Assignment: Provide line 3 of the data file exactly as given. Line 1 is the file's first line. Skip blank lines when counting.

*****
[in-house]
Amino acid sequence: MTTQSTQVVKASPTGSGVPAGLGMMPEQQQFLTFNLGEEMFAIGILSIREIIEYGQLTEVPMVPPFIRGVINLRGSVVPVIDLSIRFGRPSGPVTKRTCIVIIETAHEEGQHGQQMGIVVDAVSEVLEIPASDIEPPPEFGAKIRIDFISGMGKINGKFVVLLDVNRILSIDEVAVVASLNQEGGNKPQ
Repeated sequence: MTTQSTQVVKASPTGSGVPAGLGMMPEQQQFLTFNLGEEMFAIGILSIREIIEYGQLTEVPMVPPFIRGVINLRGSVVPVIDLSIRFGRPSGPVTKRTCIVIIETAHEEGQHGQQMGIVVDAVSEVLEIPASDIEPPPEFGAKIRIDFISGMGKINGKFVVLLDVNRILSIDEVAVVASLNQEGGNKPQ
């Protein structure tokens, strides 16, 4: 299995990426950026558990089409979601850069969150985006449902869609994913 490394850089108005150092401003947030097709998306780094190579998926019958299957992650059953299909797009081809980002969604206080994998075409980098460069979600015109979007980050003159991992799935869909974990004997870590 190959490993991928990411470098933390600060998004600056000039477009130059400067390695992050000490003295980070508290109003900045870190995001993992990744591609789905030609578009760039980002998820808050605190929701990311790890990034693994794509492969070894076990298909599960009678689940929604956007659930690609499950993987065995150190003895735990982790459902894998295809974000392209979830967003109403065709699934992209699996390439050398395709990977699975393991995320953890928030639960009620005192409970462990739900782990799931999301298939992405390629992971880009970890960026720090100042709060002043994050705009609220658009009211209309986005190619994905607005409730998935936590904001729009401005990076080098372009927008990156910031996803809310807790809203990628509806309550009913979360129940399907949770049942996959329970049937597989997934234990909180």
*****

Repeated sequence: MTTQSTQVVKASPTGSGVPAGLGMMPEQQQFLTFNLGEEMFAIGILSIREIIEYGQLTEVPMVPPFIRGVINLRGSVVPVIDLSIRFGRPSGPVTKRTCIVIIETAHEEGQHGQQMGIVVDAVSEVLEIPASDIEPPPEFGAKIRIDFISGMGKINGKFVVLLDVNRILSIDEVAVVASLNQEGGNKPQ